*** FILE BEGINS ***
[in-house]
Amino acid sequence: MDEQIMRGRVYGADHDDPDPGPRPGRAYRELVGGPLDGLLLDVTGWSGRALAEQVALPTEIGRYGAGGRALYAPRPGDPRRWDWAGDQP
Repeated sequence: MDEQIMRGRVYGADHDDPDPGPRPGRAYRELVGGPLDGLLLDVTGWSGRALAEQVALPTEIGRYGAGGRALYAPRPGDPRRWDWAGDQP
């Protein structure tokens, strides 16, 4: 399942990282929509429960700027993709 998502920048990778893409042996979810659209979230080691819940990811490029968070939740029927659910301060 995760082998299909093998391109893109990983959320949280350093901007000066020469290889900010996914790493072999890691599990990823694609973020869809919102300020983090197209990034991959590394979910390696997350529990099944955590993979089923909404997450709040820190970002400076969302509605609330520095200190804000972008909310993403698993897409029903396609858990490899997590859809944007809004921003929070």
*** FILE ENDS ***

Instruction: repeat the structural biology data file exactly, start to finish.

[in-house]
Amino acid sequence: MDEQIMRGRVYGADHDDPDPGPRPGRAYRELVGGPLDGLLLDVTGWSGRALAEQVALPTEIGRYGAGGRALYAPRPGDPRRWDWAGDQP
Repeated sequence: MDEQIMRGRVYGADHDDPDPGPRPGRAYRELVGGPLDGLLLDVTGWSGRALAEQVALPTEIGRYGAGGRALYAPRPGDPRRWDWAGDQP
């Protein structure tokens, strides 16, 4: 399942990282929509429960700027993709 998502920048990778893409042996979810659209979230080691819940990811490029968070939740029927659910301060 995760082998299909093998391109893109990983959320949280350093901007000066020469290889900010996914790493072999890691599990990823694609973020869809919102300020983090197209990034991959590394979910390696997350529990099944955590993979089923909404997450709040820190970002400076969302509605609330520095200190804000972008909310993403698993897409029903396609858990490899997590859809944007809004921003929070």